Courage to Seek Help Student-Athlete Steps Forward for Suicide Prevention By Anton Malko
n April 7, members of the Cal community with join together on Sproul Plaza for the UC Berkeley Suicide Prevention Walk, presented by the campus organization You Mean More. Founded to increase awareness on campus about the No. 2 cause of death among college students, You Mean More is expected to be joined on the front lines of the event by sophomore Blake Simons, a Golden Bear rugby student-athlete who became a vocal advocate for heightened awareness since seeking help for his own Blake Simons depression. Simons found himself struggling before college after the suicide of a friend in high school. “I became isolated,” he said. “None of my friends really knew what I was feeling and I didn’t know what was wrong with me.” Having received support and treatment since going to the medical staff in Intercollegiate Athletics and University Health Services at the Tang Center, followed by an internship in San Francisco with the American Foundation for Suicide Prevention, Simons has since become a voice for a prevalent problem that needs more discussion. “I want to give back to the community, do something for my friend who passed away and do something for myself,” Simons said. “The first step is definitely the hardest, to admit that you have a problem and to get help. It’s a scary thing to admit. But it’s fully treatable and that’s why I’m so passionate about it.” You Mean More is working with the Greater San Francisco Bay chapter of the AFSP in seeking individual and corporate support of the event. AFSP describes itself as “the leading national not-for-profit organization exclusively dedicated to understanding and preventing suicide through research, education and advocacy, and to reaching out to people with mental disorders and those impacted by suicide.” Gordon Doughty, chairman of that chapter, said, “The walk is 34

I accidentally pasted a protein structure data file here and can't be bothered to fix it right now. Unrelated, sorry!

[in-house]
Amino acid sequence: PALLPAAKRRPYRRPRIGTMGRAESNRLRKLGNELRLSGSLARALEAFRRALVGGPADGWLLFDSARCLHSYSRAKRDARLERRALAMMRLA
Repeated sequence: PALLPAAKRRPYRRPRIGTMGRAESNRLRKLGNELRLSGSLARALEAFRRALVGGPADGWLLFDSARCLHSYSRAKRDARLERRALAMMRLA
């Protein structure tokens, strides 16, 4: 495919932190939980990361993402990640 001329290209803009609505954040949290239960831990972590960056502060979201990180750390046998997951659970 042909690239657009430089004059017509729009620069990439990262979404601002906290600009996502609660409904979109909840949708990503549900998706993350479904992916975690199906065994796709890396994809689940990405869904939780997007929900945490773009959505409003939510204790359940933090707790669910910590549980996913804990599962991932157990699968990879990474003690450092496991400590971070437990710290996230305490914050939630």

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about acknowledging that suicide is an issue and breaking the stigma associated with talking about an illness from the shoulders up. Nationally, 80 percent of us will know someone and 20 percent will have a family member take their lives by suicide.” The entire UC system this past year adopted the AFSP’s interactive screening program as a primary suicide prevention tool. Run out of the Tang Center and made available to students via email, this screening resource allows students to establish their own individual ID and take the assessment. The Tang Center gets in touch with students deemed to be at risk within 24-36 hours. Simons has received support from teammates as well as his University. “We just wanted to give him all the support we could as a teammates and classmates,” said sophomore Lucas Dunne. “Seeking help doesn’t make you less of a man; it’s the complete opposite. It takes a lot of courage to go to somebody.” While Simons said he is comfortable with his name being used in ongoing efforts for his well being, the support group within the medical staff of Intercollegiate Athletics reassures those who might seek their help that their privacy and confidentiality are top priorities. “This is a great and important cause to be discussing, and something we should be talking more about, in a very global sense,” said one medical staff member from the department. “It’s not about sympathy. It’s about your health,” said sophomore teammate Scott Walsh. “It’s great that we all have this outlet and I’m glad that Blake used it to his advantage.” Registrations and donations for the April 7 event can both be made by visiting campuswalks.org and clicking “UC Berkeley Campus Walk” under the event listings. The UC Berkeley Suicide Prevention Walk also has a Facebook page, Ucbcampuswalk. The website for the American Foundation for Suicide Prevention is AFSP.org. The University Health Services/Tang Center is located at 2222 Bancroft Way at the southwest corner of campus between Ellsworth and Fulton (Oxford) Streets. During office hours, Counseling and Psychological Services are available in Room 3300. Those in crisis or with urgent needs should inform a staff member at the reception desk. When the Tang Center is closed, the After Hours Assistance Line is available at (510) 643-7197. A 24-Hour Community Crisis Line is also available at (800) 309-2131.
The 2012-2013 Winter issue of Cal Sports Quarterly